Understanding Return On Investment (ROI) is critical to designing a treatment plan that maximizes your profits and minimizes the possibility of a loss.
A conventional method of pavement management which uses limited budgets to address the most deteriorated roads first. Miles of good roads go untreated each year, accelerating the decline of the overall network.
Many agencies are identifying pavement management strategies that use limited resources more efficiently, and designing treatment plans that reallocate budgets to make incremental network gains (instead of losses) each year. Use our Remaining Service Life tool to find out if your treatment plan is adding or subtracting life from your network. Learn more about basic Network Optimization here.
Used to measure the total length and lane count of a given road. Lane-Miles are calculated by multiplying centerline mileage by the number of lanes.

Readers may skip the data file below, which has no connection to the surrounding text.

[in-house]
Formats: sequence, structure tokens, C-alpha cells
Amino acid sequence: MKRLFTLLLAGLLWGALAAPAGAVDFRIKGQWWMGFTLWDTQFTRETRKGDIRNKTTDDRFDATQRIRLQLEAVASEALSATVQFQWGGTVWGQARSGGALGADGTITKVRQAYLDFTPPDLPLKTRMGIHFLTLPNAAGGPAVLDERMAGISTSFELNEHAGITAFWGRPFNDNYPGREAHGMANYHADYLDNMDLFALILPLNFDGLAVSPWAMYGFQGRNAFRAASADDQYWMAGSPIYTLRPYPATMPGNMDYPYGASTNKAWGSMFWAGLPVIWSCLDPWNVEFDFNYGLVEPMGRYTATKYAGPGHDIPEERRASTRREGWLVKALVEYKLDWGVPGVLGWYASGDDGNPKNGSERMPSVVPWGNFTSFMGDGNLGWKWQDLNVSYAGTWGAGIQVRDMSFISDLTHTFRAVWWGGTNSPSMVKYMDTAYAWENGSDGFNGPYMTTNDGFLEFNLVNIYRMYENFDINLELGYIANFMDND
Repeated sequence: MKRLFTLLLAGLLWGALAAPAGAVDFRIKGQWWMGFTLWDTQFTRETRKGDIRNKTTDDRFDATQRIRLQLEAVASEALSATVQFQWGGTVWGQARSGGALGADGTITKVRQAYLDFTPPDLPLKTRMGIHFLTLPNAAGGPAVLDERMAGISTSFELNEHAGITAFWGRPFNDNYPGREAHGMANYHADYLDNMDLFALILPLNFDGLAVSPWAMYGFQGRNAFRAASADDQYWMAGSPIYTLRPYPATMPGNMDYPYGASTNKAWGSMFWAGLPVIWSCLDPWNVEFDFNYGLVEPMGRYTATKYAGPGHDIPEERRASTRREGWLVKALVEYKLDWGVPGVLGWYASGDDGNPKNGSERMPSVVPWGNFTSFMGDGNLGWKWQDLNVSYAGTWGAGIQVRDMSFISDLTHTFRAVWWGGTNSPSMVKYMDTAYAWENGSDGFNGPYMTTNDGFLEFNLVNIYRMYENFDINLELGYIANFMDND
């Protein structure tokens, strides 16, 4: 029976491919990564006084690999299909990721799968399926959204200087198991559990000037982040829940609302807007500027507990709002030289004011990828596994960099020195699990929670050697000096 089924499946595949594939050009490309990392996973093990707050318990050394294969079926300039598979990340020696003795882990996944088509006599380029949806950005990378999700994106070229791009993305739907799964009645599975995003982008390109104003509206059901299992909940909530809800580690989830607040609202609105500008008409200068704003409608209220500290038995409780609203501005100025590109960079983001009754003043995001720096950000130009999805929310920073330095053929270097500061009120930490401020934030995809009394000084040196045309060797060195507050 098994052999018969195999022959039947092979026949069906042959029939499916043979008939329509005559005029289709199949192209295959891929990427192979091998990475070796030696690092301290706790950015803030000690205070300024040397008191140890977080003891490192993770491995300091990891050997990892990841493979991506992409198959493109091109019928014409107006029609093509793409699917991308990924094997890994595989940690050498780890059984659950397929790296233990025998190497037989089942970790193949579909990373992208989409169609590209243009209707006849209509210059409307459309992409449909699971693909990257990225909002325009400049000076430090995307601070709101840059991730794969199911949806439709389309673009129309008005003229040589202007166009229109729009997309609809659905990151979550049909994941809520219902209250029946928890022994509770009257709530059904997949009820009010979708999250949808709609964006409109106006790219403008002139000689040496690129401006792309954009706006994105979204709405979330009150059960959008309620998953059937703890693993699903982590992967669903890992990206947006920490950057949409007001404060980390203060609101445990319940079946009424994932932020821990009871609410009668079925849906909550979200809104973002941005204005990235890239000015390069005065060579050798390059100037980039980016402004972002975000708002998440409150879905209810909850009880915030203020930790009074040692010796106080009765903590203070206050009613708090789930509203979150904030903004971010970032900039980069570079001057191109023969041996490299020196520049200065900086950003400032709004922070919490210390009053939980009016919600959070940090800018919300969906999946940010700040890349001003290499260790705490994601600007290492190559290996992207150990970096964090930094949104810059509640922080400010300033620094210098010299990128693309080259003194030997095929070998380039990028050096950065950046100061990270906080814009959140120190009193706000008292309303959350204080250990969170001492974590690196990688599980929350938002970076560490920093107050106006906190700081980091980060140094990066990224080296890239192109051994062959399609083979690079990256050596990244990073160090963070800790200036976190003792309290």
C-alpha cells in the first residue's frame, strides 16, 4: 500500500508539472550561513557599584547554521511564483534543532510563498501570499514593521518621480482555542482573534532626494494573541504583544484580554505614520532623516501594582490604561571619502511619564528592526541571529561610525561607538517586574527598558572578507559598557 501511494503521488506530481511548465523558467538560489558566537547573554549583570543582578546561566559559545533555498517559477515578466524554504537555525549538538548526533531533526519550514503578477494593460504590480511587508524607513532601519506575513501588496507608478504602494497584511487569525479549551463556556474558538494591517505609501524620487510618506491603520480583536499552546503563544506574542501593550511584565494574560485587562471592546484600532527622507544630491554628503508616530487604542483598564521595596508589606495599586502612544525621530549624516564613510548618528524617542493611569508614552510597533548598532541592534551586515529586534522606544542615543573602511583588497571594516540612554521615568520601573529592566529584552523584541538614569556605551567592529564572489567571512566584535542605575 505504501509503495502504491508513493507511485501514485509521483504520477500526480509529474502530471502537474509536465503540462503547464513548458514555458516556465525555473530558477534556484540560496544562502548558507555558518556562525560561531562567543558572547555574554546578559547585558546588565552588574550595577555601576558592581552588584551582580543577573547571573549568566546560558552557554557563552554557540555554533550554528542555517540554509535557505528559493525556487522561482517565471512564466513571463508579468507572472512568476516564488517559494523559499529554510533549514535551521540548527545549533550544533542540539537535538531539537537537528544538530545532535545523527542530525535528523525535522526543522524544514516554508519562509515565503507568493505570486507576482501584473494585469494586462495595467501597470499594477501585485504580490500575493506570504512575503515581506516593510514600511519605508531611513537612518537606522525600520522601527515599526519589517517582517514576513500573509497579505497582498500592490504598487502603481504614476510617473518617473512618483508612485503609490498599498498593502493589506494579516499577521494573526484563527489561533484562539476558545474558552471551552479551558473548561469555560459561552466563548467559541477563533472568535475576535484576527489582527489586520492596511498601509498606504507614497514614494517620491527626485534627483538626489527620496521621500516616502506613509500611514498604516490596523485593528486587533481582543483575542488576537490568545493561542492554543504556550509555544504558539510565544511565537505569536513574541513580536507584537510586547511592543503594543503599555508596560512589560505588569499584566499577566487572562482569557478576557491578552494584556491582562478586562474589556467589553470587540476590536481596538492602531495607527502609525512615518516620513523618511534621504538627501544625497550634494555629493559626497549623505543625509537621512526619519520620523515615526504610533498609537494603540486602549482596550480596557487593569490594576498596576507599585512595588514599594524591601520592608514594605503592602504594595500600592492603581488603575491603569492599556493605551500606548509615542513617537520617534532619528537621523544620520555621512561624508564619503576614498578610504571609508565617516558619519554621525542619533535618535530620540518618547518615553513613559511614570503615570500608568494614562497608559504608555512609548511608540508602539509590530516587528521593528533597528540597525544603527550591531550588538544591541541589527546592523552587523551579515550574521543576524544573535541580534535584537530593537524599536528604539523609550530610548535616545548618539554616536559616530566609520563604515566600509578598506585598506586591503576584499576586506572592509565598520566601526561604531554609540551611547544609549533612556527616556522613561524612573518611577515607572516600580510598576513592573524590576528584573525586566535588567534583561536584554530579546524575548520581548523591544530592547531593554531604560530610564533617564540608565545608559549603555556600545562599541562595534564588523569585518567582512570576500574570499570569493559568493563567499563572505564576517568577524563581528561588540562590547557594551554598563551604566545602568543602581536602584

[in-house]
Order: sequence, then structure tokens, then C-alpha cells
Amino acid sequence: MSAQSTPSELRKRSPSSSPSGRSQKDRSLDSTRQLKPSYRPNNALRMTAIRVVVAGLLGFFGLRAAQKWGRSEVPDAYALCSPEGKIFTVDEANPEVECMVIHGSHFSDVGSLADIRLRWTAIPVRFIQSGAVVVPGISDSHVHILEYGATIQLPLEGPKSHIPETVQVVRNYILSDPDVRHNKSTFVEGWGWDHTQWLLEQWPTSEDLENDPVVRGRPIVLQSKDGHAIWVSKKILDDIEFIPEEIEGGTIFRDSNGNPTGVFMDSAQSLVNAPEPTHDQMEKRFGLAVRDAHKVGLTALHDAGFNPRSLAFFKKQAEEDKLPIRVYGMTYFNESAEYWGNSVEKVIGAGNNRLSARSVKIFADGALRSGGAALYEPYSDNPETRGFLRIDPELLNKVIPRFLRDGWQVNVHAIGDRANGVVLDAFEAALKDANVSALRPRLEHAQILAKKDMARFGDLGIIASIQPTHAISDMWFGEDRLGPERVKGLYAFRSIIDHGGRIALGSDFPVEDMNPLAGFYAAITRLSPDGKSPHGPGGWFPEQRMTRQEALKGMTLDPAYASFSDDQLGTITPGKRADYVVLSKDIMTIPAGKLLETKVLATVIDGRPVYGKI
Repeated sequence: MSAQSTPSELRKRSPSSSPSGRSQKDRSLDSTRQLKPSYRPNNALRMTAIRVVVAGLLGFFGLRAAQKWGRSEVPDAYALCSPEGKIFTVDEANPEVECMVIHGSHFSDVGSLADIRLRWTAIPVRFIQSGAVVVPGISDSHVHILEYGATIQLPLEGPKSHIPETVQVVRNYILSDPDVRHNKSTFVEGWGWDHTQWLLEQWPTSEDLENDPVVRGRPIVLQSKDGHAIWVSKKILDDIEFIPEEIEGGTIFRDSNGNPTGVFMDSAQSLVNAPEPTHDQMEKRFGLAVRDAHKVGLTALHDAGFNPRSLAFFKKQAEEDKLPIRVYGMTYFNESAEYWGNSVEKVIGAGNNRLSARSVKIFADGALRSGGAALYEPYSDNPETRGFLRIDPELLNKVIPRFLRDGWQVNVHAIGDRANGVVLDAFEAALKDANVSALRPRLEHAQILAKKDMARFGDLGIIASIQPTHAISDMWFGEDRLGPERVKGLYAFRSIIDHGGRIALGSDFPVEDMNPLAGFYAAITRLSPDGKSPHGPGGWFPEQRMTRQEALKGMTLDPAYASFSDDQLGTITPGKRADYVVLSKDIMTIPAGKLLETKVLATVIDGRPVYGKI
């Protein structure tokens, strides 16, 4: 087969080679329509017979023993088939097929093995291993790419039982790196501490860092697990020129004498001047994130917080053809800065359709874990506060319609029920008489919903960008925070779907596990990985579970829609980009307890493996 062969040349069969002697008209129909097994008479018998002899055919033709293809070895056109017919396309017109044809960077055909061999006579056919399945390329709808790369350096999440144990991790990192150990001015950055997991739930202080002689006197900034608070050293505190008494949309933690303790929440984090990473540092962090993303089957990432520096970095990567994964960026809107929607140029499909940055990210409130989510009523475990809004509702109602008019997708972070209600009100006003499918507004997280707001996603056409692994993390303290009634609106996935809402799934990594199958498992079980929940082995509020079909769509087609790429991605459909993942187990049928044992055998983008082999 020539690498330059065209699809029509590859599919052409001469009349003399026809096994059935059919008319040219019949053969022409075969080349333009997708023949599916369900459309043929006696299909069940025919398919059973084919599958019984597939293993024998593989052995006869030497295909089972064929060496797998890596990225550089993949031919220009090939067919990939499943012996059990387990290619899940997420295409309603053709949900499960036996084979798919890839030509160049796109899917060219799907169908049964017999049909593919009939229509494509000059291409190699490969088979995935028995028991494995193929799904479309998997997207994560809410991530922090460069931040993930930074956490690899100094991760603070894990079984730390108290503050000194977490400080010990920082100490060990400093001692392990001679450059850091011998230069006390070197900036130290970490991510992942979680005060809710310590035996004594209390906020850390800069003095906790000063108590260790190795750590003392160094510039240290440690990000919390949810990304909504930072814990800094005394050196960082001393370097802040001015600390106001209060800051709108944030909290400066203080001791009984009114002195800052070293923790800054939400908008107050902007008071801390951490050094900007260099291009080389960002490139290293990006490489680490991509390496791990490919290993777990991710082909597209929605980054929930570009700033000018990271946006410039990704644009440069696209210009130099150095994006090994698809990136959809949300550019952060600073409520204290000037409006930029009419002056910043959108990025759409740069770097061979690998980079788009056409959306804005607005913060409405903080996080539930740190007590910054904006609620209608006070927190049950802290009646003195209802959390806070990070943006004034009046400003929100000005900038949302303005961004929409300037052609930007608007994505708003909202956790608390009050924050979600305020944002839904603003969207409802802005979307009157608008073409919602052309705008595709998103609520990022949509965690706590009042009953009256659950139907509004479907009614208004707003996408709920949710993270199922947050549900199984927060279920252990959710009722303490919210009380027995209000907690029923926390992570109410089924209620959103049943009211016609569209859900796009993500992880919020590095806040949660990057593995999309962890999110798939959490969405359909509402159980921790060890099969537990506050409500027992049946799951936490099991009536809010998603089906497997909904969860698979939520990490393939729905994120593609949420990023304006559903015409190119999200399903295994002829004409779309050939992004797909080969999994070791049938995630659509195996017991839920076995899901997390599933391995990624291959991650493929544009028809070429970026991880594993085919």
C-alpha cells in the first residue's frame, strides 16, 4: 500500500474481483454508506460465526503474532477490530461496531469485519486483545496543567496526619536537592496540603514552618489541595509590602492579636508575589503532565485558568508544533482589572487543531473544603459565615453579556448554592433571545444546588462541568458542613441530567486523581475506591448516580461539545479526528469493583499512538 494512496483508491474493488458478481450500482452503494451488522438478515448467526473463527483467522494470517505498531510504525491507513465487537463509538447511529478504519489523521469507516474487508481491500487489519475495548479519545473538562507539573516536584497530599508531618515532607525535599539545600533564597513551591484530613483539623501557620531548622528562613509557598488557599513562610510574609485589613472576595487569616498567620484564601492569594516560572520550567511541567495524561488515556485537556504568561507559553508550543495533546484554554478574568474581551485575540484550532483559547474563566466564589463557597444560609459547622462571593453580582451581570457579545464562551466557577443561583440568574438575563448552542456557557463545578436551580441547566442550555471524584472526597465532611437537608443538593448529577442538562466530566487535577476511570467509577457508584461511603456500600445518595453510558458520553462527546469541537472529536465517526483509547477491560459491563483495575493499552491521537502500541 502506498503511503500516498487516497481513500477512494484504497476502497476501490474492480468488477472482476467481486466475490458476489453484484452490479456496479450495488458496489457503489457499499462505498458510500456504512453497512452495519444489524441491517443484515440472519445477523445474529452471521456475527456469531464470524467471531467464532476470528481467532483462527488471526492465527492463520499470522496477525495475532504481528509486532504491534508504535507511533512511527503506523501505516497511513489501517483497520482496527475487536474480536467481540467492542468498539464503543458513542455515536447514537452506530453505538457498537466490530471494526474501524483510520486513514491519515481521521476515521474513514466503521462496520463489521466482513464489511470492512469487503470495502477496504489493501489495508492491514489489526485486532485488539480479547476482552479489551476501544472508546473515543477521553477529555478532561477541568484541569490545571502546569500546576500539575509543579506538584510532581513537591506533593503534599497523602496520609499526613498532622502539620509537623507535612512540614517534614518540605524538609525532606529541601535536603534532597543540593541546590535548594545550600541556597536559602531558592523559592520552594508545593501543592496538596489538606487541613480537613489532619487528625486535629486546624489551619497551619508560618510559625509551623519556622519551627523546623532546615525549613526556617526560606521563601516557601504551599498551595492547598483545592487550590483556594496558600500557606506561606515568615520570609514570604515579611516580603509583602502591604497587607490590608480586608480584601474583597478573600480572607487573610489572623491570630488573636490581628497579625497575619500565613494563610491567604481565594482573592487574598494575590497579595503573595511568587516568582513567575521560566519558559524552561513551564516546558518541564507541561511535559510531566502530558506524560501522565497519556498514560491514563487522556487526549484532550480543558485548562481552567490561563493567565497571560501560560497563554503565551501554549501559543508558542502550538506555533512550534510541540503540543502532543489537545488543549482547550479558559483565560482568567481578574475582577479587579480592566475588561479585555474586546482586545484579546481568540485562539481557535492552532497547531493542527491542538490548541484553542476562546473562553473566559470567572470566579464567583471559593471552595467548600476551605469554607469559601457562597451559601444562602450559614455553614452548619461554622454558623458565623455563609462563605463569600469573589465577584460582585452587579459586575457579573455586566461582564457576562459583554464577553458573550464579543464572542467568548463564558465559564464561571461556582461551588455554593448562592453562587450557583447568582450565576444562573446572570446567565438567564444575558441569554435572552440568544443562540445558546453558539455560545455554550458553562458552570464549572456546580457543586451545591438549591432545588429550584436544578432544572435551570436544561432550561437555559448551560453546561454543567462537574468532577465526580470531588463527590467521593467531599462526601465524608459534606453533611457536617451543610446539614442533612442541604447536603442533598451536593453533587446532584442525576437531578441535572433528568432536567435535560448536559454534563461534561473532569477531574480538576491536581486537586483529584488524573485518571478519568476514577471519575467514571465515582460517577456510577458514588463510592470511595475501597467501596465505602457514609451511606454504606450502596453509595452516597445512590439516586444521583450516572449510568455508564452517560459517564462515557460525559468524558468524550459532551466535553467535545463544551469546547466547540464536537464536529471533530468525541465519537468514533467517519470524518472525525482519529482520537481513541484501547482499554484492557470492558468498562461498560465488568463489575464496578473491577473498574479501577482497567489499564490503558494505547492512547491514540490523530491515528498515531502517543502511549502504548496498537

Example: A four-mile stretch of a six-lane highway has 24 lane-miles.
Lane-mile-years are the measurable loss or addition of pavement life. A 300 lane-mile network will lose 300 lane-mile-years each year, unless treatments are added to increase remaining service life. A treatment with a 10 year life extension on 5 lane-miles of pavement will add 50 lane-mile-years to the network. See A Quick Check of Your Highway Network Health for additional information.
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